This was a retrospective study conducted at the Ryder Trauma Center in the University of Miami/Jackson Memorial Medical Center, Miami, Florida. Adult patients with blunt or penetrating trauma admitted to the trauma intensive care unit (ICU) from December 1, 2014, through March 31, 2017, were prospectively screened for risk and included if they received chemical TPX. In addition to chemical TPX, mechanical TPX was used on the lower extremities of all patients with sequential compression devices unless injury prevented their use. Patients who were younger than 18 years, incarcerated, or pregnant; who died or had an ICU stay of less than 48 hours; or who had VTE on admission were excluded. This study was approved by the University of Miami/Jackson Memorial Medical Center Institutional Review Board; the need for patient consent was waived because this was a retrospective review that met all the standards for waiver of consent.
Risk for VTE was assessed with the RAP within the first 24 hours of admission to the ICU. The RAP score4 can range from 0 to 46. Per the ICU protocol, if the RAP score was 8 or higher, the patient was considered to be at high risk and received admission and weekly venous duplex ultrasonography of both lower extremities (inguinal ligament to ankle). Those with a RAP score less than 8 received venous duplex ultrasonography for symptomatic suspicion only. All pulmonary embolisms were diagnosed by computed tomographic angiography of the chest on symptomatic suspicion.
All patients initially received either standard-dose enoxaparin sodium, 30 mg administered subcutaneously twice a day, or standard-dose UF heparin sodium, 5000 U 3 times a day. In the adjustment group, a blood sample was drawn 4 hours after the third dose and the anti-Xa level was determined in the hospital pathology laboratory. According to previous studies, the target peak level considered to be prophylactic was 0.2 to 0.4 IU/mL.7-9 If the level was within this range, the enoxaparin sodium dose remained at 30 mg twice a day. If the level was subprophylactic, each enoxaparin sodium dose was increased by 10 mg. Another peak level was drawn after the third adjusted dose. If the level was still subprophylactic, enoxaparin doses were each increased by another 10 mg to a maximum of 60 mg twice a day. Patients with no TPX adjustment made up the control cohort.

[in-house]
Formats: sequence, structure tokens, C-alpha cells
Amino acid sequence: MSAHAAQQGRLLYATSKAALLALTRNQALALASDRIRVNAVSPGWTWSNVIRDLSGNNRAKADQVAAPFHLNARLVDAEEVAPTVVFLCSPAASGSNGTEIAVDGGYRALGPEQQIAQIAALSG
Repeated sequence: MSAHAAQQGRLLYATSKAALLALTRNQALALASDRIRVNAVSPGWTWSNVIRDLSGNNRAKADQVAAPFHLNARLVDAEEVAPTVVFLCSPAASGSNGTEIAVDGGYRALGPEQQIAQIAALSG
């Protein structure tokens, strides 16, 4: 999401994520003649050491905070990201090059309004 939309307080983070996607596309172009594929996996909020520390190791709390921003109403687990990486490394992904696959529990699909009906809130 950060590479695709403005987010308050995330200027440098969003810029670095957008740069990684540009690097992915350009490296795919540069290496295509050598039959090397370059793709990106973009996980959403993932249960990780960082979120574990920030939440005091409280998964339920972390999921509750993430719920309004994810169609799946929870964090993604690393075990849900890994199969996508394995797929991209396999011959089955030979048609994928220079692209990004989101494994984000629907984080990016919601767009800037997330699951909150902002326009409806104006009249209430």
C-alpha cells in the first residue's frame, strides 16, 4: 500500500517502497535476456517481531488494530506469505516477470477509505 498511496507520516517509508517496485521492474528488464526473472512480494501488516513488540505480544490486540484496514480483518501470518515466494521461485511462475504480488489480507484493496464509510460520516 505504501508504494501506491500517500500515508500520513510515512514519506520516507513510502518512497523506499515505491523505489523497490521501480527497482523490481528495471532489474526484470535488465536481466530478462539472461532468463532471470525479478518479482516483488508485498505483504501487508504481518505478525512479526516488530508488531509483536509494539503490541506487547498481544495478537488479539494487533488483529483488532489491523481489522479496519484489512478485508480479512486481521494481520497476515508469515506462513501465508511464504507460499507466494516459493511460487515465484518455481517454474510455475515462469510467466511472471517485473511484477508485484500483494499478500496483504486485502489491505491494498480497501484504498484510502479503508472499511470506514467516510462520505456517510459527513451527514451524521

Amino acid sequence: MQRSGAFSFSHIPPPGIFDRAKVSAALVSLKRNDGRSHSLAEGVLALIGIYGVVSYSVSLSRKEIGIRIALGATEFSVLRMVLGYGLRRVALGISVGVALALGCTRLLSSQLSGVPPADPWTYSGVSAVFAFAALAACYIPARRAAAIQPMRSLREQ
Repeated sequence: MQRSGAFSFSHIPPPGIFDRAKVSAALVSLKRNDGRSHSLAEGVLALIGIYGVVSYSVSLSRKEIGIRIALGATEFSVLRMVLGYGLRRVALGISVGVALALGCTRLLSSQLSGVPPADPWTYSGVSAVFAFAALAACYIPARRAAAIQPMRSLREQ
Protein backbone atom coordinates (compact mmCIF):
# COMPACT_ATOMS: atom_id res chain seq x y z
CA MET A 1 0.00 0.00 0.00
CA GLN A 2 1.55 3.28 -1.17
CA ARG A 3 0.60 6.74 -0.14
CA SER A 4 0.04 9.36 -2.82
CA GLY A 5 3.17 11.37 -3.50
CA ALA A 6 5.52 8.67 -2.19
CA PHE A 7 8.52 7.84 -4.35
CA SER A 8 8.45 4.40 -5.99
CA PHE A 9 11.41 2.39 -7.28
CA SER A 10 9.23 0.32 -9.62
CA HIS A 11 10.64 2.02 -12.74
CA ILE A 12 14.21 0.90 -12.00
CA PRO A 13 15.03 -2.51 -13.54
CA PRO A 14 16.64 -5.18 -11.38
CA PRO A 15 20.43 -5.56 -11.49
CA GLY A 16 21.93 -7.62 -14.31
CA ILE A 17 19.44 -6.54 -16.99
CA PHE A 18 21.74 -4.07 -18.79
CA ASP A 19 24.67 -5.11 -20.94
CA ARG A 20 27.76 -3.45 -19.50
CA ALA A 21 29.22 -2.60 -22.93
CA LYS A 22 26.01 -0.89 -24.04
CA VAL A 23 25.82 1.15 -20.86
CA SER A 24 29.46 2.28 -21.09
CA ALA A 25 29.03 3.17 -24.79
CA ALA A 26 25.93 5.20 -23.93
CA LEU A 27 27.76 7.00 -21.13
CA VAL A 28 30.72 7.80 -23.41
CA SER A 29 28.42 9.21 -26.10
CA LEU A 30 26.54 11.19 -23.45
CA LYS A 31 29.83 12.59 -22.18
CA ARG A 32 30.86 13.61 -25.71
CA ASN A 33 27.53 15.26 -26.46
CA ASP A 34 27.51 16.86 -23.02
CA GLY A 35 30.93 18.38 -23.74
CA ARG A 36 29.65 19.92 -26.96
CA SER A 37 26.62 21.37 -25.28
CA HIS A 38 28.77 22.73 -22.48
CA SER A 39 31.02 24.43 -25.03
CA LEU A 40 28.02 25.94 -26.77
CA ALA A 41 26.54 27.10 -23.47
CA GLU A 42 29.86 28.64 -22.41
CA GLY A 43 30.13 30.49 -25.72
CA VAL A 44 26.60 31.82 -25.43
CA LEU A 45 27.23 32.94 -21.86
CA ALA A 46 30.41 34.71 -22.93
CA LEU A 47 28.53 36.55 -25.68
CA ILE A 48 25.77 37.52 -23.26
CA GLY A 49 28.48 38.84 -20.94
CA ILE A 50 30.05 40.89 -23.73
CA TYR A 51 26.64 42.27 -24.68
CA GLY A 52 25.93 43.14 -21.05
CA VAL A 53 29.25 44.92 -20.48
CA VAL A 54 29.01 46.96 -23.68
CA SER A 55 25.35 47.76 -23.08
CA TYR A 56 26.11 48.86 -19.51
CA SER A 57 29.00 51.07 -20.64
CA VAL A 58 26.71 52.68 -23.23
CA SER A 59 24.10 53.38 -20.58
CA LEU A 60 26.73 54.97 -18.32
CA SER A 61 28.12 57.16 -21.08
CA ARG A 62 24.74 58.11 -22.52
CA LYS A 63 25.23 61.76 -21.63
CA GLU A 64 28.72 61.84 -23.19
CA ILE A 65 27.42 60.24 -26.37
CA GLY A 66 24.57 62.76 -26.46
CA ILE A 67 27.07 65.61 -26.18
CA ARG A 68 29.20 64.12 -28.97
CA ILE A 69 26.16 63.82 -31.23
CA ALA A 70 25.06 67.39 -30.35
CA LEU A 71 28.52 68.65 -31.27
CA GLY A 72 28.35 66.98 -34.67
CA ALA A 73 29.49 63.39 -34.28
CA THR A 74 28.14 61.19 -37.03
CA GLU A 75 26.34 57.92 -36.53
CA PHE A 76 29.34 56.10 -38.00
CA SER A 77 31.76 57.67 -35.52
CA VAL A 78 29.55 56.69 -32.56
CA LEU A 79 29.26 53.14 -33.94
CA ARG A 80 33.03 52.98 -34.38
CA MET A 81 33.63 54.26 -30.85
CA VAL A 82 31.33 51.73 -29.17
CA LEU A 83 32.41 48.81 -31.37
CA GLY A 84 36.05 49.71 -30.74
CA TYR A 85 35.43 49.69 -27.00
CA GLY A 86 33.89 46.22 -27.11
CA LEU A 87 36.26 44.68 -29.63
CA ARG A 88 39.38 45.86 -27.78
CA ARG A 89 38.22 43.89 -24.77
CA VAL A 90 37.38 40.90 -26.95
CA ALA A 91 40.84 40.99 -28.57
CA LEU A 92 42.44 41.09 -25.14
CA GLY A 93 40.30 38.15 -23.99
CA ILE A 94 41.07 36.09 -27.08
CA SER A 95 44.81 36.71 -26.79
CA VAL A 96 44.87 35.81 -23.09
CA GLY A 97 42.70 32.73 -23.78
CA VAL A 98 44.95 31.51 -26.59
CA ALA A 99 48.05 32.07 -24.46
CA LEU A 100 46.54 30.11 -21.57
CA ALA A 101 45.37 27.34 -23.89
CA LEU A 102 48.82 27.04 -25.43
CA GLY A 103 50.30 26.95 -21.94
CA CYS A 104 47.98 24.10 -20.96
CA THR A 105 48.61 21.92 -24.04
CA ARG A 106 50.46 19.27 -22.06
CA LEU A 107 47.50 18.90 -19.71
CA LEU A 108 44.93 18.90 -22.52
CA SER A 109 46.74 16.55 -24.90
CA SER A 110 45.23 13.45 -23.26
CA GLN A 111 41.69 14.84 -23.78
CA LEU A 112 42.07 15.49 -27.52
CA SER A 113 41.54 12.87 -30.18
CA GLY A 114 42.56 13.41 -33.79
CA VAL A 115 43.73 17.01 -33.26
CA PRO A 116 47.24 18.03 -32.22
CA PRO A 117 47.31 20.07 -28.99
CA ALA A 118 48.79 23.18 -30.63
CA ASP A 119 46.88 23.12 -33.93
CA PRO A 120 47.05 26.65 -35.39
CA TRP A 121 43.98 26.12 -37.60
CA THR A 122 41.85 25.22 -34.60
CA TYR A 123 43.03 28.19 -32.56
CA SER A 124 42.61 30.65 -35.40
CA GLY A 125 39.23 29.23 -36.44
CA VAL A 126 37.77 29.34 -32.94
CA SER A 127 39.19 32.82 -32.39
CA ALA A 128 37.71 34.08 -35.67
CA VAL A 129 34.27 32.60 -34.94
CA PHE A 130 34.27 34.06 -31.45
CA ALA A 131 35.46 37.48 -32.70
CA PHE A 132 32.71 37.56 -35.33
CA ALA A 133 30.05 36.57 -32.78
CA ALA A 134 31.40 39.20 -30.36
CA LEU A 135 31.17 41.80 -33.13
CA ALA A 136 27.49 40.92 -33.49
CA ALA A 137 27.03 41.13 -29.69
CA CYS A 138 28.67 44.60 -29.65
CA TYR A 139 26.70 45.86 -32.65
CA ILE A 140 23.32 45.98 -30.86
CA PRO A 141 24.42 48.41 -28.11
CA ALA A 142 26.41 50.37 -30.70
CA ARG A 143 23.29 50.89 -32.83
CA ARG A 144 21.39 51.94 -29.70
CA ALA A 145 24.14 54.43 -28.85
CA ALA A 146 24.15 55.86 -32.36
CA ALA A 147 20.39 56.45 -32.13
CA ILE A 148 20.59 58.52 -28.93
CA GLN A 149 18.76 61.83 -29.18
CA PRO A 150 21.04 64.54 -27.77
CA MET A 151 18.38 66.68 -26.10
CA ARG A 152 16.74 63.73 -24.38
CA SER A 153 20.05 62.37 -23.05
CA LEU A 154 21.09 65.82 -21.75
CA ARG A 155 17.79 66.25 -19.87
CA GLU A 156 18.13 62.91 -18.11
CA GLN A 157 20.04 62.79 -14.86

Patients receiving the standard fixed-dose TPX including both enoxaparin and UF heparin were first compared with those receiving anti-Xa dose-adjusted enoxaparin. Propensity score matching was then used to reduce the confounding factors between those receiving the standard fixed-dose enoxaparin and those receiving dose-adjusted enoxaparin. An approximately 2:1 (control to adjustment) match was made to ensure the groups had the best match with the greatest sample size. Finally, a subgroup analysis was done within the dose-adjustment cohort to compare those with prophylactic anti-Xa levels (0.2-0.4 IU/mL) against those with subprophylactic anti-Xa levels (<0.2 IU/mL).
All statistical analyses were performed using SPSS Statistics, version 22.0 (IBM Corporation). Categorical variables were expressed as frequency (percent) and compared between groups using χ2 or Fisher exact test, as appropriate. Parametric data are expressed as mean (SD) and compared using the unpaired, 1-tailed t test for 2 independent samples. Nonparametric data are expressed as median (interquartile range [IQR]) and compared using the Mann-Whitney test. All results were considered statistically significant at 1-sided P ≤ .05.
A total of 950 trauma patients were admitted to the ICU within the study period. After exclusions, the study population comprised 792 patients with the following characteristics: mean (SD) age of 46 (19) years, composed of 598 men (75.5%), mean (SD) RAP score of 9 (4), mean (SD) Injury Severity Score of 20 (12), and median hospital length of stay (LOS) of 15 (IQR, 8-31) days. The overall VTE rate was 6.2% (n = 49), with 4.3% (n = 34) deep venous thrombosis and 2.4% (n = 19) pulmonary embolism. All deep venous thromboses were in the lower extremities, above the knee. Standard fixed-dose TPX was given to 570 patients (control group), and 222 patients (adjustment group) received anti-Xa–guided dosing of enoxaparin. Table 2 shows multiple differences in VTE risk factors, but the overall rates of thrombotic complications—including deep venous thrombosis, and pulmonary embolism—were no different between the control and adjustment groups.
To reduce confounding VTE risk factors, the control group (receiving standard fixed-dose enoxaparin) and the adjustment group (receiving dose-adjusted enoxaparin) were propensity matched. One hundred thirty-two patients receiving enoxaparin sodium, 30 mg twice a day, were matched to 84 patients receiving dose-adjusted enoxaparin based on age, Injury Severity Score, RAP score, LOS, and time to initiation of TPX. Only 2 differences were found after matching (Table 3). The rates of thrombotic complications remained similar between the control and adjustment groups.
Within the adjustment cohort, only 119 (53.6%) reached anti-Xa levels of 0.2 to 0.4 IU/mL at any point during their hospital LOS. Comparing these patients with those who never reached prophylactic levels, we found no factor associated with the inability to reach a prophylactic level. Furthermore, thrombotic complication rates between the groups were not different (Table 4).